First things first. Even though the Texas Supreme Court – in an opinion full of $100 words and empty political rhetoric – has washed its hands of school funding, the Legislature must do what’s right for all the school children of Texas, not just charter students. During next year’s session, lawmakers need to begin work on an adequate and fair funding plan and drastically reduce or eliminate STAAR testing. It’s time to invest, not test, to replace the Kool Aid with resources that all school children and educators really need.





Trump just gave us a Texas reason to vote against him


We really don’t need any more reasons to vote against Donald Trump. Our cup already runneth over. But here’s another one anyway. Trump announced today that, if elected president, Texas Supreme Court Justice Don Willett will be on his short list for potential U.S. Supreme Court nominees. Yikes!

Willett is the justice who wrote last week’s Texas Supreme Court decision that Texas’ bad school finance system was constitutional, taking the legislative majority off the hook to do the right thing for Texas school children. It was a lot of political hand-washing that will leave Texas schools under-funded.

Imagine what kind of damage Willett could do on the big Supreme Court. Maybe not as much damage as Trump would inflict on the country from the White House, but I think you get the idea.


School kids need more than wishful thinking


Just for fun, let’s pretend we are members of the Texas Supreme Court and indulge in a little wishful thinking. Let’s close our eyes for a minute and hope that Dan Patrick resigns as lieutenant governor to begin a new career as a school custodian.

I am imagining a more useful, productive job for Dan, a job that actually would provide some public benefit from his fascination with bathrooms, and give the rest of us some relief from half-baked education “reform” ideas.

But we shouldn’t impose Dan on the kids, folks, not even in our dreams, and it’s not going to happen anyway. Patrick isn’t going to resign simply because we may wish it any sooner than the legislative majority is going to address problems with Texas’ school finance system simply because the Supreme Court said it hoped the Legislature would do that.

We may never know if Supreme Court justices were as concerned about the state of public education in Texas as they suggested in their published opinions or were simply using their words to shield an ideology, but what matters is they took the governor and the legislative majority off the legal hook for any kind of funding improvements.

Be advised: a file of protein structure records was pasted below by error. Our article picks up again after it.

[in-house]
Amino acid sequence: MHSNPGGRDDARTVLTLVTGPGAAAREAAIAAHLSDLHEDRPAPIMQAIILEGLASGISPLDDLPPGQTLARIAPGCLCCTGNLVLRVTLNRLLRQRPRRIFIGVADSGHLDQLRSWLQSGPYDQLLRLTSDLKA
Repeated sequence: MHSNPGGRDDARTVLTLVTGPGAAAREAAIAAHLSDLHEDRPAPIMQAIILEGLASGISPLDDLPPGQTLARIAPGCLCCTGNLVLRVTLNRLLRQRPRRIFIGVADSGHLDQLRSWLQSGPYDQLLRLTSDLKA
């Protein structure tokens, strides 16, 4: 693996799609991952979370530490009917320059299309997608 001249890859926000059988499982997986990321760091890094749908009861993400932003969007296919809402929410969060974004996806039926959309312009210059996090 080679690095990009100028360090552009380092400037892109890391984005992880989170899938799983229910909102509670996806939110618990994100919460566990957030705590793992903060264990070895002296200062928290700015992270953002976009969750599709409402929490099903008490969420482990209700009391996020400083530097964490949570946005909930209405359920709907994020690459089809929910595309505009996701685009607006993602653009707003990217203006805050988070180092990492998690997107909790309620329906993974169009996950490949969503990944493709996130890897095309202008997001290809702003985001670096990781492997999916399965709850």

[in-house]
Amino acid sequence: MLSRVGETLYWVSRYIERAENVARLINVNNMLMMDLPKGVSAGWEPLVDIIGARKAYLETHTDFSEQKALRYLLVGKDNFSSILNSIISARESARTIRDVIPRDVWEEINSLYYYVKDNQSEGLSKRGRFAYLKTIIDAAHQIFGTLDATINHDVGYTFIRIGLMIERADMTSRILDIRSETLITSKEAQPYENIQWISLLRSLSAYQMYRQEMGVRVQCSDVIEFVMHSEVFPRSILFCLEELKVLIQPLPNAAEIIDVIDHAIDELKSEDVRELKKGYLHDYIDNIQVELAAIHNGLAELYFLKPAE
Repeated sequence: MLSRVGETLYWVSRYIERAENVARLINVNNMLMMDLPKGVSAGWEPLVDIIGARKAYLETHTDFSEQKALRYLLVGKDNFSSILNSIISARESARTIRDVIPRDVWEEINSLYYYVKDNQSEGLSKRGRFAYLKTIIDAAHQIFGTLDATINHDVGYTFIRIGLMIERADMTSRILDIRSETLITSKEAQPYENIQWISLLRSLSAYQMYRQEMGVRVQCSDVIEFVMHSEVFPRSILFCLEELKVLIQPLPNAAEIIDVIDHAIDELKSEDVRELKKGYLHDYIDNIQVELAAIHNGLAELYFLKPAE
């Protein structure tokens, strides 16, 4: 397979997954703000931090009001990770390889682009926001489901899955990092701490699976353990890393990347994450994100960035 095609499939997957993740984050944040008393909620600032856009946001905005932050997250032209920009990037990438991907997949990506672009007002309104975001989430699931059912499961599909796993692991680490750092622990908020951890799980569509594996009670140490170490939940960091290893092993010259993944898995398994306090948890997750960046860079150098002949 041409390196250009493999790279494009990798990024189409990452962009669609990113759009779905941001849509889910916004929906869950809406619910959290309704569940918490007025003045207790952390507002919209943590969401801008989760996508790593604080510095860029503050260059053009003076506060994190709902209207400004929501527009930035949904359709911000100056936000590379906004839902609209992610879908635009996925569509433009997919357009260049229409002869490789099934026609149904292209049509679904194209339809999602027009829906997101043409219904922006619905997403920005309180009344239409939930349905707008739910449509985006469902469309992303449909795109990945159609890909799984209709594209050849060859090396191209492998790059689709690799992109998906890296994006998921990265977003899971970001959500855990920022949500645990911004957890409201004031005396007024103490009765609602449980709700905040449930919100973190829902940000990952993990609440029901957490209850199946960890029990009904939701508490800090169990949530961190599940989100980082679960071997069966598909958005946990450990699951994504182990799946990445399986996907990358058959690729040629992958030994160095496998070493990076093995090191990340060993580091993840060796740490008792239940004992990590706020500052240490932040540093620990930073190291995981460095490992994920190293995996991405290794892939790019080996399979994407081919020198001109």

The nine justices unanimously agreed that the school finance system, despite serious problems, met “minimum constitutional requirements.”

“I, for one, remain hopeful that more progress is yet to come,” Justice Eva Guzman added in one of the concurring opinions. But, from an enforceable legal standpoint, she may as well have been wishing for a visit from the Tooth Fairy.

The fight over school funding has left the legal arena and will continue to have to be fought in the political arena – the Legislature, the governor’s office and the court of public opinion.

TSTA and other public education advocates will continue to fight that fight, but it will be difficult. For the past 30 years, all the significant improvements that the Legislature has made in school funding have been prompted by court orders. And the initial reaction to the court’s decision from some state leaders wasn’t encouraging.

Gov. Greg Abbott, who as attorney general initiated the state’s school finance appeal to the Supreme Court, wrongly called the ruling a “victory for Texas taxpayers,” including local property taxpayers who are still on the hook to compensate for the state’s funding deficiencies. And Lt. Gov. Patrick will renew his efforts to peddle private school vouchers and other unproven schemes that would take more funding from public schools rather than increase it.

House Speaker Joe Straus applauded the Supreme Court decision, but he also signaled interest in looking beyond it.

“It’s important to remember the court also said there is ample room for improvement,” Straus said. “The Texas House will continue working to deliver value for taxpayers and provide an outstanding education for our students.”

We shall see.